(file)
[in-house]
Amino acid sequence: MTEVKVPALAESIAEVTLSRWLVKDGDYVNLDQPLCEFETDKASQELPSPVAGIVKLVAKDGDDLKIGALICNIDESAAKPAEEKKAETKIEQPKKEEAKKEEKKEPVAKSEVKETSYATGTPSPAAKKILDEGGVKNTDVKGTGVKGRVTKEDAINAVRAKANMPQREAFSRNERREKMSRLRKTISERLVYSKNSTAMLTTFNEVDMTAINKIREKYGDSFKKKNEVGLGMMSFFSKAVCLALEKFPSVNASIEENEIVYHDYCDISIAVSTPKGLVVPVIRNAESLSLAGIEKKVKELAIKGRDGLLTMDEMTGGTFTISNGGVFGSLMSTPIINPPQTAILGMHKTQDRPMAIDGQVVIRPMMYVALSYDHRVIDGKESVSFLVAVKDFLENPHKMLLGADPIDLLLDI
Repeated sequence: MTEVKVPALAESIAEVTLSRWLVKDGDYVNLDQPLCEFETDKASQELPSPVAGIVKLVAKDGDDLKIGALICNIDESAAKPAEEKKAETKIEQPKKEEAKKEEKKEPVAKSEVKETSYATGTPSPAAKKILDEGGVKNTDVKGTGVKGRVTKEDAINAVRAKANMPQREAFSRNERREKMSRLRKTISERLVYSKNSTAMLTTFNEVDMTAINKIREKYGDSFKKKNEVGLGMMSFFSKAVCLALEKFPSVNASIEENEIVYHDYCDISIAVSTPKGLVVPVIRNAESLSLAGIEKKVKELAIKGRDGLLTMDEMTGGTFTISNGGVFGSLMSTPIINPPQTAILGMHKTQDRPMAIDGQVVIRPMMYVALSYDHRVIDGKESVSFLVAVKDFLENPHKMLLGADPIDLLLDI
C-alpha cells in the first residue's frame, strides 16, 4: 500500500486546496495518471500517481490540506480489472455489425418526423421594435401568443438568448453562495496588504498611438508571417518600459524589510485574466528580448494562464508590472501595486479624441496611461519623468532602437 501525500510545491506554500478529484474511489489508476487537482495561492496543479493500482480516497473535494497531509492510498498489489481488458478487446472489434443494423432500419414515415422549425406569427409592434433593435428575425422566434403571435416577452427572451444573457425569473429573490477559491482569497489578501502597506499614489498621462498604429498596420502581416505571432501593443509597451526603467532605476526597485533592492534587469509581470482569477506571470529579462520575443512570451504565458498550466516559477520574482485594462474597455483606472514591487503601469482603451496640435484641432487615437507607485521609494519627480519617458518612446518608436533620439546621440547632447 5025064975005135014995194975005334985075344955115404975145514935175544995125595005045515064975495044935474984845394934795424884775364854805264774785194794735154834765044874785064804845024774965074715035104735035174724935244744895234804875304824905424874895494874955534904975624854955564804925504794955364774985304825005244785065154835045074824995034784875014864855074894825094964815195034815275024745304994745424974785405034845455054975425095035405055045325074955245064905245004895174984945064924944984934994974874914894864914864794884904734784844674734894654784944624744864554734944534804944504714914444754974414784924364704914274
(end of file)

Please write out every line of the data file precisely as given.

[in-house]
Amino acid sequence: MTEVKVPALAESIAEVTLSRWLVKDGDYVNLDQPLCEFETDKASQELPSPVAGIVKLVAKDGDDLKIGALICNIDESAAKPAEEKKAETKIEQPKKEEAKKEEKKEPVAKSEVKETSYATGTPSPAAKKILDEGGVKNTDVKGTGVKGRVTKEDAINAVRAKANMPQREAFSRNERREKMSRLRKTISERLVYSKNSTAMLTTFNEVDMTAINKIREKYGDSFKKKNEVGLGMMSFFSKAVCLALEKFPSVNASIEENEIVYHDYCDISIAVSTPKGLVVPVIRNAESLSLAGIEKKVKELAIKGRDGLLTMDEMTGGTFTISNGGVFGSLMSTPIINPPQTAILGMHKTQDRPMAIDGQVVIRPMMYVALSYDHRVIDGKESVSFLVAVKDFLENPHKMLLGADPIDLLLDI
Repeated sequence: MTEVKVPALAESIAEVTLSRWLVKDGDYVNLDQPLCEFETDKASQELPSPVAGIVKLVAKDGDDLKIGALICNIDESAAKPAEEKKAETKIEQPKKEEAKKEEKKEPVAKSEVKETSYATGTPSPAAKKILDEGGVKNTDVKGTGVKGRVTKEDAINAVRAKANMPQREAFSRNERREKMSRLRKTISERLVYSKNSTAMLTTFNEVDMTAINKIREKYGDSFKKKNEVGLGMMSFFSKAVCLALEKFPSVNASIEENEIVYHDYCDISIAVSTPKGLVVPVIRNAESLSLAGIEKKVKELAIKGRDGLLTMDEMTGGTFTISNGGVFGSLMSTPIINPPQTAILGMHKTQDRPMAIDGQVVIRPMMYVALSYDHRVIDGKESVSFLVAVKDFLENPHKMLLGADPIDLLLDI
C-alpha cells in the first residue's frame, strides 16, 4: 500500500486546496495518471500517481490540506480489472455489425418526423421594435401568443438568448453562495496588504498611438508571417518600459524589510485574466528580448494562464508590472501595486479624441496611461519623468532602437 501525500510545491506554500478529484474511489489508476487537482495561492496543479493500482480516497473535494497531509492510498498489489481488458478487446472489434443494423432500419414515415422549425406569427409592434433593435428575425422566434403571435416577452427572451444573457425569473429573490477559491482569497489578501502597506499614489498621462498604429498596420502581416505571432501593443509597451526603467532605476526597485533592492534587469509581470482569477506571470529579462520575443512570451504565458498550466516559477520574482485594462474597455483606472514591487503601469482603451496640435484641432487615437507607485521609494519627480519617458518612446518608436533620439546621440547632447 5025064975005135014995194975005334985075344955115404975145514935175544995125595005045515064975495044935474984845394934795424884775364854805264774785194794735154834765044874785064804845024774965074715035104735035174724935244744895234804875304824905424874895494874955534904975624854955564804925504794955364774985304825005244785065154835045074824995034784875014864855074894825094964815195034815275024745304994745424974785405034845455054975425095035405055045325074955245064905245004895174984945064924944984934994974874914894864914864794884904734784844674734894654784944624744864554734944534804944504714914444754974414784924364704914274